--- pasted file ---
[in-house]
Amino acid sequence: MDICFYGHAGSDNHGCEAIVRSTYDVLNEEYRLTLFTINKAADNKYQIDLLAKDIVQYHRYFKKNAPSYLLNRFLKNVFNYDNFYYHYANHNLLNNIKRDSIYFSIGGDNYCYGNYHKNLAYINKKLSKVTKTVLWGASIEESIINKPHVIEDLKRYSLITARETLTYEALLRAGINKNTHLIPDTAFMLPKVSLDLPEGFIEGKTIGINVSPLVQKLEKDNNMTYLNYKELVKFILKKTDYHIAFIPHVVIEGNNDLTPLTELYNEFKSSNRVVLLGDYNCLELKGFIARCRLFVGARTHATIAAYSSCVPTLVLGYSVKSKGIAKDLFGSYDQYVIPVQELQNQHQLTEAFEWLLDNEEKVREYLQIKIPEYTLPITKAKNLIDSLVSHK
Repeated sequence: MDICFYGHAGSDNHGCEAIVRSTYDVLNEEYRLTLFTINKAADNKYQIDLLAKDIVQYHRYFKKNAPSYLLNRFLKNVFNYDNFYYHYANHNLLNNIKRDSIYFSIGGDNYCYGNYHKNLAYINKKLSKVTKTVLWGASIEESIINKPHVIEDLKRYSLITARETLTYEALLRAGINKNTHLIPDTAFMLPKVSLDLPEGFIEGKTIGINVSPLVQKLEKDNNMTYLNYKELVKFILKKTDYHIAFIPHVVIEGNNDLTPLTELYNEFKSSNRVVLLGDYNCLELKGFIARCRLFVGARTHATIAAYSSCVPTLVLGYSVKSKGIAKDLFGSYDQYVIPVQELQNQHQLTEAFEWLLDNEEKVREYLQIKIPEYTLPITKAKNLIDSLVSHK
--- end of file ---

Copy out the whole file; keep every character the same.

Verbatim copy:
[in-house]
Amino acid sequence: MDICFYGHAGSDNHGCEAIVRSTYDVLNEEYRLTLFTINKAADNKYQIDLLAKDIVQYHRYFKKNAPSYLLNRFLKNVFNYDNFYYHYANHNLLNNIKRDSIYFSIGGDNYCYGNYHKNLAYINKKLSKVTKTVLWGASIEESIINKPHVIEDLKRYSLITARETLTYEALLRAGINKNTHLIPDTAFMLPKVSLDLPEGFIEGKTIGINVSPLVQKLEKDNNMTYLNYKELVKFILKKTDYHIAFIPHVVIEGNNDLTPLTELYNEFKSSNRVVLLGDYNCLELKGFIARCRLFVGARTHATIAAYSSCVPTLVLGYSVKSKGIAKDLFGSYDQYVIPVQELQNQHQLTEAFEWLLDNEEKVREYLQIKIPEYTLPITKAKNLIDSLVSHK
Repeated sequence: MDICFYGHAGSDNHGCEAIVRSTYDVLNEEYRLTLFTINKAADNKYQIDLLAKDIVQYHRYFKKNAPSYLLNRFLKNVFNYDNFYYHYANHNLLNNIKRDSIYFSIGGDNYCYGNYHKNLAYINKKLSKVTKTVLWGASIEESIINKPHVIEDLKRYSLITARETLTYEALLRAGINKNTHLIPDTAFMLPKVSLDLPEGFIEGKTIGINVSPLVQKLEKDNNMTYLNYKELVKFILKKTDYHIAFIPHVVIEGNNDLTPLTELYNEFKSSNRVVLLGDYNCLELKGFIARCRLFVGARTHATIAAYSSCVPTLVLGYSVKSKGIAKDLFGSYDQYVIPVQELQNQHQLTEAFEWLLDNEEKVREYLQIKIPEYTLPITKAKNLIDSLVSHK